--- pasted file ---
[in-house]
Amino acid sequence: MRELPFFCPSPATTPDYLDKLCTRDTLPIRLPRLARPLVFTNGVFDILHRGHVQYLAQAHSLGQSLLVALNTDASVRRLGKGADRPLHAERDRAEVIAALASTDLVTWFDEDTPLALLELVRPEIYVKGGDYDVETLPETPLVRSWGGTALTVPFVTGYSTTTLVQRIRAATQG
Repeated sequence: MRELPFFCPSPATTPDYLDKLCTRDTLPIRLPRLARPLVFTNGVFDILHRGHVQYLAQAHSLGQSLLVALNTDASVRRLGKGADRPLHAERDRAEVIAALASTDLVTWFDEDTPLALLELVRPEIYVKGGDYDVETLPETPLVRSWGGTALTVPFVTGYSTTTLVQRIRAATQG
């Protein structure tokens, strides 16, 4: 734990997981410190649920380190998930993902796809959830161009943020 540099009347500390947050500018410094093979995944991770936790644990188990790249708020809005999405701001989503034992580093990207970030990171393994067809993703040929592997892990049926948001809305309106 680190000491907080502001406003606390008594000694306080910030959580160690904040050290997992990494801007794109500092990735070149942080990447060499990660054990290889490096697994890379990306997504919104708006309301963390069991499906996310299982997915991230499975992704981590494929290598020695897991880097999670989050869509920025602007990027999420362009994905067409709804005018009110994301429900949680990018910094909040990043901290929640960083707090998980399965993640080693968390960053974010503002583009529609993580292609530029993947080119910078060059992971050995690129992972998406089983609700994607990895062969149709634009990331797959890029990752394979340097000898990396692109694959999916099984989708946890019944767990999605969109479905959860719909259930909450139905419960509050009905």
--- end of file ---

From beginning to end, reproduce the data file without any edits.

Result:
[in-house]
Amino acid sequence: MRELPFFCPSPATTPDYLDKLCTRDTLPIRLPRLARPLVFTNGVFDILHRGHVQYLAQAHSLGQSLLVALNTDASVRRLGKGADRPLHAERDRAEVIAALASTDLVTWFDEDTPLALLELVRPEIYVKGGDYDVETLPETPLVRSWGGTALTVPFVTGYSTTTLVQRIRAATQG
Repeated sequence: MRELPFFCPSPATTPDYLDKLCTRDTLPIRLPRLARPLVFTNGVFDILHRGHVQYLAQAHSLGQSLLVALNTDASVRRLGKGADRPLHAERDRAEVIAALASTDLVTWFDEDTPLALLELVRPEIYVKGGDYDVETLPETPLVRSWGGTALTVPFVTGYSTTTLVQRIRAATQG
């Protein structure tokens, strides 16, 4: 734990997981410190649920380190998930993902796809959830161009943020 540099009347500390947050500018410094093979995944991770936790644990188990790249708020809005999405701001989503034992580093990207970030990171393994067809993703040929592997892990049926948001809305309106 680190000491907080502001406003606390008594000694306080910030959580160690904040050290997992990494801007794109500092990735070149942080990447060499990660054990290889490096697994890379990306997504919104708006309301963390069991499906996310299982997915991230499975992704981590494929290598020695897991880097999670989050869509920025602007990027999420362009994905067409709804005018009110994301429900949680990018910094909040990043901290929640960083707090998980399965993640080693968390960053974010503002583009529609993580292609530029993947080119910078060059992971050995690129992972998406089983609700994607990895062969149709634009990331797959890029990752394979340097000898990396692109694959999916099984989708946890019944767990999605969109479905959860719909259930909450139905419960509050009905």